26 August 2014

The Health of a Nation

We really are so lucky in this country to have the National Health Service. We complain about it, but seriously have nothing to moan about if you consider what other parts of the world have to put up with. In an article in the press this weekend some one had got into a lather about the meal presented to them in hospital. I admit is was not the most appetising of meals, but food should not be the criteria for judging the NHS. It should be about the level of medical care. You could, I suppose, argue that medical care includes nutrition when we are in-patients, but honestly I'd sooner have a bad meal and the right medicine, than the other way round. In fact, I think we should pay for our food whilst in hospital and then we would have the right to complain and maybe expect something more palatable.

The stories Kay has been feeding me from Tanzania have made my toes curl and changed my view on what we should expect (or not) from our poor old NHS.  The hospital she worked at is in a major town, providing care for 1.3 million people. Although partially government-subsidised, apparently under-5s go free in Tanzania, but everyone else has to pay - for everything - consultations/medicines/anaesthesia. Consequently people are loathe to seek help or cannot afford what is prescribed if they do. Women in labour will forgo the luxury of a local anaesthetic for an episiotomy (ouch), as they can't afford it. A young girl having a miscarriage in A&E (with the cord hanging out) had to wait over two hours for the clerk to come back from her lunch, so she could pay for her treatment, before they could start to treat her. Kay said there wasn't even a speculum in the entire hospital to examine her. 

Another story which made me sit up was one of an elderly man brought in with the advanced stages of TB. He was put on an oxygen mask and urinated over the bed while he was there. The nurses apparently wiped the bed down with existing water in a bucket that had been used for something else and then washed out the oxygen mask with a bar of soap before handing it to the next patient to get on the bed - a 16-year-old girl with asthma.

There were many more stories, some of them very upsetting, concerning small neo-natal babies and the lack of facilities for them. It does put our gripes about the NHS into context and make them seem petty. It is not just the under-developed world who have bad basic healthcare systems. Look at medical care in the US.  You have to have lots of money or take out vast loans to pay for what we consider as granted here.  I understand you have to pay in Australia too, including for the call-out of an ambulance, regardless of whether they take you to hospital or not.  

Kay and her fellow British students working out there decided to put a fundraising appeal on the internet a few weeks ago and managed to collect just over £500. On Thursday she was taken  to a medical wholesale supplier and bought amongst many other things the following items, some of which can be seen in this photo.....

1 blood glucose machine
200 blood glucose test strips
2 adult Blood Pressure machines
1 paediatric Blood Pressure machine

4 bottles of disinfectant hand gel
3 bottles of disinfectant spray
10L of disinfectant fluid for the sterilisation of equipment
4 digital thermometers
24 suture packs
6 pairs of scissors
500 latex gloves
50 pairs of sterile gloves
10 boxes of small dressings
5 boxes of large dressings
100 malaria testing kits
2 enormous bags of needles
1 pen torch
10 paediatric nasal oxygen masks
2 standard paediatric oxygen masks
1 set of weighing scales
500 urine dipsticks
120 umbilical cord clamps
4 bottles of ultrasound jelly
5 tubes of KY jelly
1 large roll of guaze swabs
5 pairs of episiotomy scissors
100 hydralazine (BP) tabets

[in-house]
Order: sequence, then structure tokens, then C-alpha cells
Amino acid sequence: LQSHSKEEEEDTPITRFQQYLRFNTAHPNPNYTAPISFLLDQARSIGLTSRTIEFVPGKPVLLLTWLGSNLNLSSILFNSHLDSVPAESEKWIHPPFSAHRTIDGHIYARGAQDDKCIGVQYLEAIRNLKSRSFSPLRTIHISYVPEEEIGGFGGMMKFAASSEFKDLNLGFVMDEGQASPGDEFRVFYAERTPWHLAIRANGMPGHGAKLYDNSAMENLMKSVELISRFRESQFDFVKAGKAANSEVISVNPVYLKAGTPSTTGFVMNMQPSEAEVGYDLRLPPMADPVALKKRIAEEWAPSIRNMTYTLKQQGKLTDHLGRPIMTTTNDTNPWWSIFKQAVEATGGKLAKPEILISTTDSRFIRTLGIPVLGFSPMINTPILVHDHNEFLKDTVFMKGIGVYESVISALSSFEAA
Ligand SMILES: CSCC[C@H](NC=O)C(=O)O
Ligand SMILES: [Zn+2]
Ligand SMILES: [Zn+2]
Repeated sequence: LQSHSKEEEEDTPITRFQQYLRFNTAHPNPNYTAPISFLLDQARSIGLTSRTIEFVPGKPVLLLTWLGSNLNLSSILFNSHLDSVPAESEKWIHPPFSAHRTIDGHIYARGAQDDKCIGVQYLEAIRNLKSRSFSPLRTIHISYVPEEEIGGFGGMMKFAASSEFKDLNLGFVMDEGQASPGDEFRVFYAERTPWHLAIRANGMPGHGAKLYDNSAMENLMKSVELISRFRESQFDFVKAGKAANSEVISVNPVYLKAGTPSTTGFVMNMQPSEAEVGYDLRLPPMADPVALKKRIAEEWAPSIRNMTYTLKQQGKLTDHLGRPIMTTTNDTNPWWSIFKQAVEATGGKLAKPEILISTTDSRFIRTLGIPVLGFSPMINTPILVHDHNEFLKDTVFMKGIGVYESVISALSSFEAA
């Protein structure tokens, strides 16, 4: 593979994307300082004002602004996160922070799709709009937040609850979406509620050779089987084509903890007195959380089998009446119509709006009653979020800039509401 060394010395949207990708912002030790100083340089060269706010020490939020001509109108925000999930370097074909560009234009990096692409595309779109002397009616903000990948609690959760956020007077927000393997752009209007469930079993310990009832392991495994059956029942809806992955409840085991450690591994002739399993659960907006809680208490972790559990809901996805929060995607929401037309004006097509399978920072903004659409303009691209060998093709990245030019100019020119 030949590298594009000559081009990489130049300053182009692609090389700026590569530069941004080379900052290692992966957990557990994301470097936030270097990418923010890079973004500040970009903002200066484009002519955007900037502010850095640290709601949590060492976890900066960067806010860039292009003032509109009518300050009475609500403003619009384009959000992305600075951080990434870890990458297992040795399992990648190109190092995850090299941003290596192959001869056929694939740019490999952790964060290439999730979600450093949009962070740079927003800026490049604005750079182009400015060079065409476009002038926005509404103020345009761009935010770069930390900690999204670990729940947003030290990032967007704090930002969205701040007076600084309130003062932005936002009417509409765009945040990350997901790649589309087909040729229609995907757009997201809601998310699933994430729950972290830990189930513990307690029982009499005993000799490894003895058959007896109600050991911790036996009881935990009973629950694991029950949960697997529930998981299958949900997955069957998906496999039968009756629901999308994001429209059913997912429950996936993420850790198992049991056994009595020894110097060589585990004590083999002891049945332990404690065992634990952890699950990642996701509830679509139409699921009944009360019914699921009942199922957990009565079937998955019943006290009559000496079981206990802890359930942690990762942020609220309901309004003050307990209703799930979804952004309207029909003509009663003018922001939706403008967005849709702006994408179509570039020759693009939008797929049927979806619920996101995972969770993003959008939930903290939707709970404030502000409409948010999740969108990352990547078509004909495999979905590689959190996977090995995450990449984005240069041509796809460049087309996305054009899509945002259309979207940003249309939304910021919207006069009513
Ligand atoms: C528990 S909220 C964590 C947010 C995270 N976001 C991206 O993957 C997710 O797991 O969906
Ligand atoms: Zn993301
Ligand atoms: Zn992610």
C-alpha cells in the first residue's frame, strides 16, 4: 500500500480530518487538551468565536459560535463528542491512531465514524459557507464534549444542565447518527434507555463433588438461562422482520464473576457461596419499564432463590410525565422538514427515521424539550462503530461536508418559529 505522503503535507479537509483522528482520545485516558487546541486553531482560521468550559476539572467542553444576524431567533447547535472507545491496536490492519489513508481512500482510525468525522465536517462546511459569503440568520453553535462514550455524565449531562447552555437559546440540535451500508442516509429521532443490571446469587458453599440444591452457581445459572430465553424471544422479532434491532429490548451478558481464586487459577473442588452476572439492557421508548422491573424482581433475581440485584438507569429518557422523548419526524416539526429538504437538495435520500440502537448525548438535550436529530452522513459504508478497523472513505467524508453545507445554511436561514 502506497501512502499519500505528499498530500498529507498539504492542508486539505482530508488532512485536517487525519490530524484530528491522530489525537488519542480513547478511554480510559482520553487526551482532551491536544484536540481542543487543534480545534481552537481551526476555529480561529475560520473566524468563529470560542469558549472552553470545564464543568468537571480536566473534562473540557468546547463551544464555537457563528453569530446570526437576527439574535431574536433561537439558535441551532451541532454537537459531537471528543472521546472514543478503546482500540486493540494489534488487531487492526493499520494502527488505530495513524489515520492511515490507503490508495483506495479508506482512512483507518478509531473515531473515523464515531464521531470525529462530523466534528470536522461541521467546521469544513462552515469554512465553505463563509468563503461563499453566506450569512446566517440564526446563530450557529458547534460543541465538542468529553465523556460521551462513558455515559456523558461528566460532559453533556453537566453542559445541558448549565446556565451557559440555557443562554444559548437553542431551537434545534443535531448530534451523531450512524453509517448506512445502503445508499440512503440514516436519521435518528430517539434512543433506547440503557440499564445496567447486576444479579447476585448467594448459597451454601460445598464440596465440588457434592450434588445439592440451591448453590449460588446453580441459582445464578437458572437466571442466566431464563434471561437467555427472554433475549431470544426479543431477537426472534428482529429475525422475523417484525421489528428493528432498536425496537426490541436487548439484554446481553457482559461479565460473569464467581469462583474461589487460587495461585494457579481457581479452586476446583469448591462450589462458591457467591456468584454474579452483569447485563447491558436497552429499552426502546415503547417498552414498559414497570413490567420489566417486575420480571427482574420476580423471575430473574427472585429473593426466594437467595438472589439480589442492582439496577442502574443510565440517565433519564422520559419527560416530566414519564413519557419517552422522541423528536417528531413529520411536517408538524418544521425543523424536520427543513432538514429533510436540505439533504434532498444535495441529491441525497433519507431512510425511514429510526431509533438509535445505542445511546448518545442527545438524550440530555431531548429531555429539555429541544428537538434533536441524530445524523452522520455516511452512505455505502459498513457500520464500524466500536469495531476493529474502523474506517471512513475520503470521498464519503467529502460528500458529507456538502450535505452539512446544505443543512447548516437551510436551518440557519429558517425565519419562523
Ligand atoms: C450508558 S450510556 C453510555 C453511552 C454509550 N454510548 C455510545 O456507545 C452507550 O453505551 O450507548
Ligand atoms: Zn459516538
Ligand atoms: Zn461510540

12 bottles of hand wash
20m of wipe-clean polyethene material to cover surfaces

She presented it to the hospital on Friday - her last working day - and they were very pleased to say the least. It may not be much to us, but to them it can make such a difference. It really does make a moan about a gristly bit of meat on our plate or a curled up sandwich in hospital seem trivial. The NHS has only got a certain amount of money. Food or medicine? I know what I'd choose.

19 August 2014

Happy Again

I worry when Kay's out of physical reach, so I cannot scoop her up and comfort her in trouble. When she was mugged a couple of weeks ago in Tanzania, I could hear it in her skyped voice and written online comments that she was rattled and a bit nervous of going out. I have been counting the days to her return - sadly still another month away from now. But two little words and the following photo on a networking site have calmed my fears a little. She's happy again.

zebra crossing

11 August 2014

Who do I think I am?

I've always been a big fan of the programme Who do you think you are? I find it fascinating to delve back into the pasts of celebrities and learn that their forebears were criminals or rich landowners or destitute and living in a workhouse.  I have always been interested in my own ancestors, although I have lacked time to go into my ancestry in any sort of systematised way. I have mentioned that I had an English grandfather and a German one, and from the little I know, their lives are worth documenting, but I have never had the time to go into it in more depth.

Other relations in my English family have done some of the foot-slogging work for me, so I have quite a bit of information about them, but I would love to go back further when I  have the time to research it.  My mother was one of three children, but the other two died in their infancy, so I have no cousins or aunts on that side. As an only child and a widow, I am aware that in time I shall have very few relations, if any,  to count on and at times feel a little saddened by that.

On my German side of the family, I have very paltry information, particularly as my father's only brother deliberately broke off from the family and did not stay in touch. We later learned that he had died and nobody had thought to tell us. He did not have any children though and so I grew up with not a single cousin to call my own on either side of the family. I also imagined researching the German side would be difficult, both because I do not know the system for tracing relatives in Germany, but also because somewhere way back in the past, there were some Jewish connections, so I imagined many had perished in the holocaust, not to mention a lot of records had gone missing or been burnt.